Inhalation therapy is the backbone of asthma and COPD control. However, inhaler adherence and device mishandling continue to be a problem in real life. Some studies have shown that using a patient-preferred inhaler may reduce device handling errors and improve adherence to prescribed chronic inhaler drug therapy. The aim of this study was to compare the preferences for commonly used inhaler devices in Germany in patients with chronic obstructive respiratory disease. We also pursued the question which properties of an inhaler device are particularly important to the user and what effects age, gender and type of disease (asthma or COPD) may have on device preference and handling errors.
Prospective, open-label cross-sectional study in which 105 patients with asthma (58%) or COPD (42%) participated. Validated checklists were used to objectively assess inhaler technique and errors with 10 different placebo devices. For each device, patients were asked to test the handling, to assess the device properties and to name the device that they would most or least prefer.
Across the 10 placebo inhaler devices tested, patients needed an average of 1.22 attempts to error-free use. The device with the lowest mean number of attempts was the Turbohaler® (1.02), followed by the Nexthaler® (1.04), the Diskus® (1.07) and the Spiromax® (1.10). Patients over 60 years vs. younger age (p = 0.002) and COPD vs. asthma patients (p = 0.016) required more attempts to ensure correct use. 41% of the study participants chose one of the devices they already used as the most preferred inhaler. Overall, 20% opted for the Spiromax®, 15% for the Nexthaler® and 14% for the Turbohaler® or a pMDI. The least preferred device was the Elpenhaler® (0%). From a selection of 7 predefined inhaler attributes, patients stated easy handling as the most important for them. This was followed by short inhalation time and low inhalation resistance.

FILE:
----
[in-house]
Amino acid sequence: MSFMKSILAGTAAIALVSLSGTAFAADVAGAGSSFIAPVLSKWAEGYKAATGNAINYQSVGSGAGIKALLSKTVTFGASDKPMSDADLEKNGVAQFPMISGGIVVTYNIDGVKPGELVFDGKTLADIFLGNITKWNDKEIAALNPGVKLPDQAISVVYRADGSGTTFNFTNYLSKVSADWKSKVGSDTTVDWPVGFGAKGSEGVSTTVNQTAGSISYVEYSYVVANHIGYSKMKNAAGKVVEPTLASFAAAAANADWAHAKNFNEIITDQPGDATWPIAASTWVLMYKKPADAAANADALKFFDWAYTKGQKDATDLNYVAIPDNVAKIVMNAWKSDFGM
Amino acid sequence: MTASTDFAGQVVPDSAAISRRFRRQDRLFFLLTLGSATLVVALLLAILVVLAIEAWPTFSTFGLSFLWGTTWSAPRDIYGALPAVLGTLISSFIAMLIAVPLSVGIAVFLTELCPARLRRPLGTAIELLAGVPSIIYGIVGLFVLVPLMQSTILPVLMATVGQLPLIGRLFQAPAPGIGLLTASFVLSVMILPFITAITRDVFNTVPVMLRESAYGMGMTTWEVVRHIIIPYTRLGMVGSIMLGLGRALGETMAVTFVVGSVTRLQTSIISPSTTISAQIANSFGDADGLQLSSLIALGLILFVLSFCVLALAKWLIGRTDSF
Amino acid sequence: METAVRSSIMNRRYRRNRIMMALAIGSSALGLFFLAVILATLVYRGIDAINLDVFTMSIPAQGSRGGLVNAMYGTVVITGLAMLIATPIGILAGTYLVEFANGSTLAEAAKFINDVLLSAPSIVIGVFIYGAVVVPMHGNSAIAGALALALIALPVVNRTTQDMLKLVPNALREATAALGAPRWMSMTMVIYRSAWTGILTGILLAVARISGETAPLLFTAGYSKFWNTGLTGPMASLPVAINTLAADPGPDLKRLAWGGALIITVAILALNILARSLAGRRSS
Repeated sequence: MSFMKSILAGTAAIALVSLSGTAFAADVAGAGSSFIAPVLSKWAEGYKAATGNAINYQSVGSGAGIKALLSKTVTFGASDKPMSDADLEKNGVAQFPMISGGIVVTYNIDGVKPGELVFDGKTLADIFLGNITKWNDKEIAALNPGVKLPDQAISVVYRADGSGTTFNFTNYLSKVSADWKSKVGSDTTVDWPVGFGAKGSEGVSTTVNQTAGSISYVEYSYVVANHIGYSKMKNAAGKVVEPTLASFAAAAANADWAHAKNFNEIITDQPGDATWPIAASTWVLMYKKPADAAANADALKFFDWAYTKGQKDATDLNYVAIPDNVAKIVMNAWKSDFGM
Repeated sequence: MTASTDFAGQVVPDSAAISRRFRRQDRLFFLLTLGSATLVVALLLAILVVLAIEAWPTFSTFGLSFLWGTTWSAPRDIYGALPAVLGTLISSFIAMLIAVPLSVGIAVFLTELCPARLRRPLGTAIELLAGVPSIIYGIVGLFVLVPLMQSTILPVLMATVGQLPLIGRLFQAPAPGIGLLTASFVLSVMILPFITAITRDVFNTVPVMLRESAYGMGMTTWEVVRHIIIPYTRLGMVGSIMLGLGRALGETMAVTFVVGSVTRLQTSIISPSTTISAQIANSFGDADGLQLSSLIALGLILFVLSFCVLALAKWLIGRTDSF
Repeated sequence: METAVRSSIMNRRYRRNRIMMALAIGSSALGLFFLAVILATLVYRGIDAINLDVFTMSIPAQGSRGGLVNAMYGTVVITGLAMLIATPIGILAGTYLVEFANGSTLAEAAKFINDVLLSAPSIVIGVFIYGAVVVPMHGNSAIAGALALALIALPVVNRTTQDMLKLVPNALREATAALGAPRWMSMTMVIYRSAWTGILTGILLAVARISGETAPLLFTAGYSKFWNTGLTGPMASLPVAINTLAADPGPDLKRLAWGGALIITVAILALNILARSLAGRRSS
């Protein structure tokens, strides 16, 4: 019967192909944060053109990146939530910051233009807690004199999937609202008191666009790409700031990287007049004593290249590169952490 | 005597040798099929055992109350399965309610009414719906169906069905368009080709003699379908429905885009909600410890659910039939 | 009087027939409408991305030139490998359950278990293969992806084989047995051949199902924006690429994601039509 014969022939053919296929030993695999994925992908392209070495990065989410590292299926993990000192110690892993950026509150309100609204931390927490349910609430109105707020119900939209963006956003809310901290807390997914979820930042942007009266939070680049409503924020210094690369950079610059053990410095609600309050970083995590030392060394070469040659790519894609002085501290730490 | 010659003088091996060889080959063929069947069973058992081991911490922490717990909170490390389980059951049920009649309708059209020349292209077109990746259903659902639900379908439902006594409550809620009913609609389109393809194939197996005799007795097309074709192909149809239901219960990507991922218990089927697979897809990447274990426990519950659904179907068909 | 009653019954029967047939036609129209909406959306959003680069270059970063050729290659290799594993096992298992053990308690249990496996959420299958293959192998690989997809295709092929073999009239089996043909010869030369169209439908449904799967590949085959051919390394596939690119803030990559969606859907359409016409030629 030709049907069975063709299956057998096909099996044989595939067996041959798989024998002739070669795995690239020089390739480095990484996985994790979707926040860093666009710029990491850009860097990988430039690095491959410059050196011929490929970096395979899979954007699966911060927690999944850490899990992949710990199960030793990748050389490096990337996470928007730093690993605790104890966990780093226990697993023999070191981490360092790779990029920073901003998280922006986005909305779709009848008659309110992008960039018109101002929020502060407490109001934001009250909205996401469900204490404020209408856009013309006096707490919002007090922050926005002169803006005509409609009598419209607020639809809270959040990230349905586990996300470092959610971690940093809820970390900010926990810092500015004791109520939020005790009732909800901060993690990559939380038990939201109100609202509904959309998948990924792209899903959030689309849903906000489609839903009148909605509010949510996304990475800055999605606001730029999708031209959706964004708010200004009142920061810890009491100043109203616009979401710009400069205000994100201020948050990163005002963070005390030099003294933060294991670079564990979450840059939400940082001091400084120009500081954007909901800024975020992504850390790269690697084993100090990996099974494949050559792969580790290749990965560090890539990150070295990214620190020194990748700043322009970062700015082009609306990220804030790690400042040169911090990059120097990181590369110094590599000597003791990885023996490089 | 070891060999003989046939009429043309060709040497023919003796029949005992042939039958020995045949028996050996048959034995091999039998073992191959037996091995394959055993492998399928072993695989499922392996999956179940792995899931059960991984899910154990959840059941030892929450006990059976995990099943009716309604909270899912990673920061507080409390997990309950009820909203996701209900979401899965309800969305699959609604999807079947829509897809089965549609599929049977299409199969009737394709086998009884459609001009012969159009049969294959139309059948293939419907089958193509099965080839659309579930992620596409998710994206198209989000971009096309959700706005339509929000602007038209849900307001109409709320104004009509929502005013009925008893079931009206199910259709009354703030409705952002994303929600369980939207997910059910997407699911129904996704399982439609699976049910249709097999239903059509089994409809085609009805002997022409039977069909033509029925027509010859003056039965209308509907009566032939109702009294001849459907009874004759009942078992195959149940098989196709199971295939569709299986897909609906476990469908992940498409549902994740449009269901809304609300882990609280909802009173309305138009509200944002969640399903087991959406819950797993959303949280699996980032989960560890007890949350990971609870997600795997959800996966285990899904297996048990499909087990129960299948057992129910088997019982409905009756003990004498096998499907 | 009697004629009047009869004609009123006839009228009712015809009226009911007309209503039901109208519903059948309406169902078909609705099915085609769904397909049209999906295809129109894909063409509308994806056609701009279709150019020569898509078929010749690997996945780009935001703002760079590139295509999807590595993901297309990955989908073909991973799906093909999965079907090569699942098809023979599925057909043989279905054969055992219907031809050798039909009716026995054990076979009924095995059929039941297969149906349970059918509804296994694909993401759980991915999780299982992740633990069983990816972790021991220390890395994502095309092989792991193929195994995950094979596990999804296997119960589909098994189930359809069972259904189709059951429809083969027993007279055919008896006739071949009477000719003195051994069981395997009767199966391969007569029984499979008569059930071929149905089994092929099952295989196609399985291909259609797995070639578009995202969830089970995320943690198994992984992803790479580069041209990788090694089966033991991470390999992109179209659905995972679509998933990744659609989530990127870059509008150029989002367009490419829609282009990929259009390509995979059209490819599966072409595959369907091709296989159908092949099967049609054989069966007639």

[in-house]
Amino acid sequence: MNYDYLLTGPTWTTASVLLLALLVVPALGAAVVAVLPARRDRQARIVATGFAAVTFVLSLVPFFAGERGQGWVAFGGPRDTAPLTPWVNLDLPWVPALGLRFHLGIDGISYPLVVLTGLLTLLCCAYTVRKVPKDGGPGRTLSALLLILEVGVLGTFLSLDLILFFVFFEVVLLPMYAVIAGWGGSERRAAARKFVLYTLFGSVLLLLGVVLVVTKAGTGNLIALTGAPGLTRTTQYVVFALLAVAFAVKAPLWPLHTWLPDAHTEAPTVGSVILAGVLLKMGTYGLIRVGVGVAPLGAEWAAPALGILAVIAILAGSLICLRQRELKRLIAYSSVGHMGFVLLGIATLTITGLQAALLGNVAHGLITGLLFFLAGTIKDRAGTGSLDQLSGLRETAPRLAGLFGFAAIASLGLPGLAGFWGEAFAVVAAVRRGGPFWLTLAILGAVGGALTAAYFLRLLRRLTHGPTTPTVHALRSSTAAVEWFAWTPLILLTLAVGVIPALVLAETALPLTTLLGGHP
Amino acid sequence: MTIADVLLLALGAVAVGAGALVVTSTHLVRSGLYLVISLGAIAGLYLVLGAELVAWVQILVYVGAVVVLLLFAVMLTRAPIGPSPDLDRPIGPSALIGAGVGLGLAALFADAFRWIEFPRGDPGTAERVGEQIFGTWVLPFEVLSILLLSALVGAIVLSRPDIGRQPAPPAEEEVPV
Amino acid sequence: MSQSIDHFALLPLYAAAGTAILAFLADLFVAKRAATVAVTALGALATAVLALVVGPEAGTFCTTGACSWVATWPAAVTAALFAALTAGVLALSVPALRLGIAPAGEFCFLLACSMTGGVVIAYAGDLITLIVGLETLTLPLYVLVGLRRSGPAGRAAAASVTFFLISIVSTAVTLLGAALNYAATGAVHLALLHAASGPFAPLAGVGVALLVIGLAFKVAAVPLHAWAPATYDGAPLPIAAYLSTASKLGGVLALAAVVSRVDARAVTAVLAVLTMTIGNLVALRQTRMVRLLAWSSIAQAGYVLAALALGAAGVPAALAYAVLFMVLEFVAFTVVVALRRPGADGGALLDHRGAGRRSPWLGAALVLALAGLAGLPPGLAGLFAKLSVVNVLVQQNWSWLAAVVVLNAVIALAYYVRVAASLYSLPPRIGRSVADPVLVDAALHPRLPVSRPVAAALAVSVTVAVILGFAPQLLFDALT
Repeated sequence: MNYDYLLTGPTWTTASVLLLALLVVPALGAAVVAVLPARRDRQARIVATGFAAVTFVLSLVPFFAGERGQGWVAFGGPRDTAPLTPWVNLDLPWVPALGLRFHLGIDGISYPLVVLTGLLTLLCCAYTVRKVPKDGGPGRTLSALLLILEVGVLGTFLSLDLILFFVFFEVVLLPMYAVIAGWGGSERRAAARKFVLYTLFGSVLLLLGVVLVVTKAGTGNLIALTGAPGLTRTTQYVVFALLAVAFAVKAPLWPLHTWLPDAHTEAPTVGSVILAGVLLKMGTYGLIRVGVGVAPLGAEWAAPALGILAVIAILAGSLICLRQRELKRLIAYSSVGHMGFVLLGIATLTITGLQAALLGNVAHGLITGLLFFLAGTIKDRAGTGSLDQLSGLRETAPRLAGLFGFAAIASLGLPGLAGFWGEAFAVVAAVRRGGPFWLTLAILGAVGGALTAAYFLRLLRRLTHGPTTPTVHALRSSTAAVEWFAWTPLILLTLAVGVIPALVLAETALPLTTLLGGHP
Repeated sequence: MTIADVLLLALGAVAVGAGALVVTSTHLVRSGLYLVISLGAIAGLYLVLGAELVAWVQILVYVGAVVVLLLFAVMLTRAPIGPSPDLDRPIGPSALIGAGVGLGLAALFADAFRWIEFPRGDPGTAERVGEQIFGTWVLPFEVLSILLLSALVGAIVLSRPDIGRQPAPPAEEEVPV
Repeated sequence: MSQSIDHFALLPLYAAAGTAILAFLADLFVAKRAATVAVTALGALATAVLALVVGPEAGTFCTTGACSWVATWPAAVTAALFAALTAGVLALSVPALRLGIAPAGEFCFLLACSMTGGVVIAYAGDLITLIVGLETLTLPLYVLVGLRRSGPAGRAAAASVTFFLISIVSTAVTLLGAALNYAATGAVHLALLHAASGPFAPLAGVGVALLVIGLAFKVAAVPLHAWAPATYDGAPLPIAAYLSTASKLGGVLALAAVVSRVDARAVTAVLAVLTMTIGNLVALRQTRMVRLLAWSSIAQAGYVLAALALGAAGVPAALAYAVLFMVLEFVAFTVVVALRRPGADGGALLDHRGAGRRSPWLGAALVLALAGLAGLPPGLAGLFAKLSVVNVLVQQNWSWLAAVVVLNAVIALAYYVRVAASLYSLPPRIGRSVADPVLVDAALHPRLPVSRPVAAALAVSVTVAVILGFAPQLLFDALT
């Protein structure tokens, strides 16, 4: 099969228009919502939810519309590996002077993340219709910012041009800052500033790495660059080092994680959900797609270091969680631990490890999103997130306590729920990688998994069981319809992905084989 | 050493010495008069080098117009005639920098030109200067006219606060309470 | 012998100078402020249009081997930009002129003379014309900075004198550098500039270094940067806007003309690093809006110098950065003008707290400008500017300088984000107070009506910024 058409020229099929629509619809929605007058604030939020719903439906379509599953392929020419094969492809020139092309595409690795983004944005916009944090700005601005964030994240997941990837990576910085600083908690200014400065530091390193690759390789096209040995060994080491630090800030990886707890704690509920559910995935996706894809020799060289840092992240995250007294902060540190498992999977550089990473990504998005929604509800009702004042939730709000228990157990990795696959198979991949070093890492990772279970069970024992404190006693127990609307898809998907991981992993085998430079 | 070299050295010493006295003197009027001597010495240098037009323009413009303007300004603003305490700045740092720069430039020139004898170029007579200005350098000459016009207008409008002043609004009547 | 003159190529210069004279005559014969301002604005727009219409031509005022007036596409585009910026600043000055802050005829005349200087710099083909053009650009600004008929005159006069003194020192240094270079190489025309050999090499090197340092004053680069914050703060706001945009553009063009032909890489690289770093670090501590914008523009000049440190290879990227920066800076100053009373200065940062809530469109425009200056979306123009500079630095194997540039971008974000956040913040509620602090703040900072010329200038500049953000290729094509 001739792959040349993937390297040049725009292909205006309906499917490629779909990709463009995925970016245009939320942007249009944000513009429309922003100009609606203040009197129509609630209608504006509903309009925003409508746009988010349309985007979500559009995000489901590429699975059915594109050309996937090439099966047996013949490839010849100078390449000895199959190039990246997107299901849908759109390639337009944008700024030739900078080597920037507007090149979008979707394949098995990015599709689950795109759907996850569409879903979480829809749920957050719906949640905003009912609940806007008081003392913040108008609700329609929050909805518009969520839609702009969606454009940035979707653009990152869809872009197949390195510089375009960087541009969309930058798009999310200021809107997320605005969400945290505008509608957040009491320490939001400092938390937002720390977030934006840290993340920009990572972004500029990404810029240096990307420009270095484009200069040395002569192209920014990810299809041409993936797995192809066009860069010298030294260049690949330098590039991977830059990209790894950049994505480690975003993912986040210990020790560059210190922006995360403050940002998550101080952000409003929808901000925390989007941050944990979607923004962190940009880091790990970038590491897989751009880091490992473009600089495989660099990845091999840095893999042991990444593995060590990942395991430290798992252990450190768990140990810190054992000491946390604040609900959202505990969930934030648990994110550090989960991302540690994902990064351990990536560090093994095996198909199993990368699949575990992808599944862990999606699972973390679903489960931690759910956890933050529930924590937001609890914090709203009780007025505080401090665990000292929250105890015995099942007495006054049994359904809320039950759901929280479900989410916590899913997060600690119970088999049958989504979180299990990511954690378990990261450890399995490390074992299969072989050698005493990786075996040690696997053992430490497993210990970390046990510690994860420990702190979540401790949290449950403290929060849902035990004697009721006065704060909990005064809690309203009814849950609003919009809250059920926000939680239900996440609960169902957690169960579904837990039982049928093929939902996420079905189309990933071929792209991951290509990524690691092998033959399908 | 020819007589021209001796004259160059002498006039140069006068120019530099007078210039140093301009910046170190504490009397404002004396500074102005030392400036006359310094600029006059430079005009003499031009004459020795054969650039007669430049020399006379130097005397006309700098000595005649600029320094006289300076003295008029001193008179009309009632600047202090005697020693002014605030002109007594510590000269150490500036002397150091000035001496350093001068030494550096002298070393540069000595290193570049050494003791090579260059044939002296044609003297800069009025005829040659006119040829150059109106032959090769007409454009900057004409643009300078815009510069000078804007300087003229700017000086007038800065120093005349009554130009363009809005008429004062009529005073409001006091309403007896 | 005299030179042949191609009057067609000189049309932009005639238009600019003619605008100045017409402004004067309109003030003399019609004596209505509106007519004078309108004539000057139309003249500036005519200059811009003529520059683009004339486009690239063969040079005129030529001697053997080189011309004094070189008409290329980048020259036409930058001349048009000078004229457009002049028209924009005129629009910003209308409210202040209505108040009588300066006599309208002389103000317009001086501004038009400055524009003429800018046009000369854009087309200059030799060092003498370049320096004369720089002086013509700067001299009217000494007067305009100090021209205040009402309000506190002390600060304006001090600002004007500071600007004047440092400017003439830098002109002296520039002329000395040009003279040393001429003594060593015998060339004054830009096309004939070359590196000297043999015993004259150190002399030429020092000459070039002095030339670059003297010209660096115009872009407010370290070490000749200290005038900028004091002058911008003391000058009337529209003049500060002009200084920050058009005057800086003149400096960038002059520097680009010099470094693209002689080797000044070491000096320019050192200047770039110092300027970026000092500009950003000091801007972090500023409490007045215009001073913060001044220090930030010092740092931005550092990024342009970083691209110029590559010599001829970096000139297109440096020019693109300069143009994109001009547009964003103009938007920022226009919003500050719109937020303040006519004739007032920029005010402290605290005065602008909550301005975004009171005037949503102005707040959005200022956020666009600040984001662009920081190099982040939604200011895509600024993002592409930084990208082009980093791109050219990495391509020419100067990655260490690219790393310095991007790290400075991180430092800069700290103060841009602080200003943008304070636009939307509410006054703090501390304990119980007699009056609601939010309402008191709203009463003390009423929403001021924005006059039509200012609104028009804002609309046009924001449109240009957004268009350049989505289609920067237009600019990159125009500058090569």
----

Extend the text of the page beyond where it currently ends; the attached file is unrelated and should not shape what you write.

Patient preference may vary between inhaler devices. The lowest number of attempts to error-free use was reported for the Turbohaler® and the Nexthaler®. The Spiromax® and the Nexthaler® achieved the best overall ratings and were the devices most preferred by patients.

References

PubMed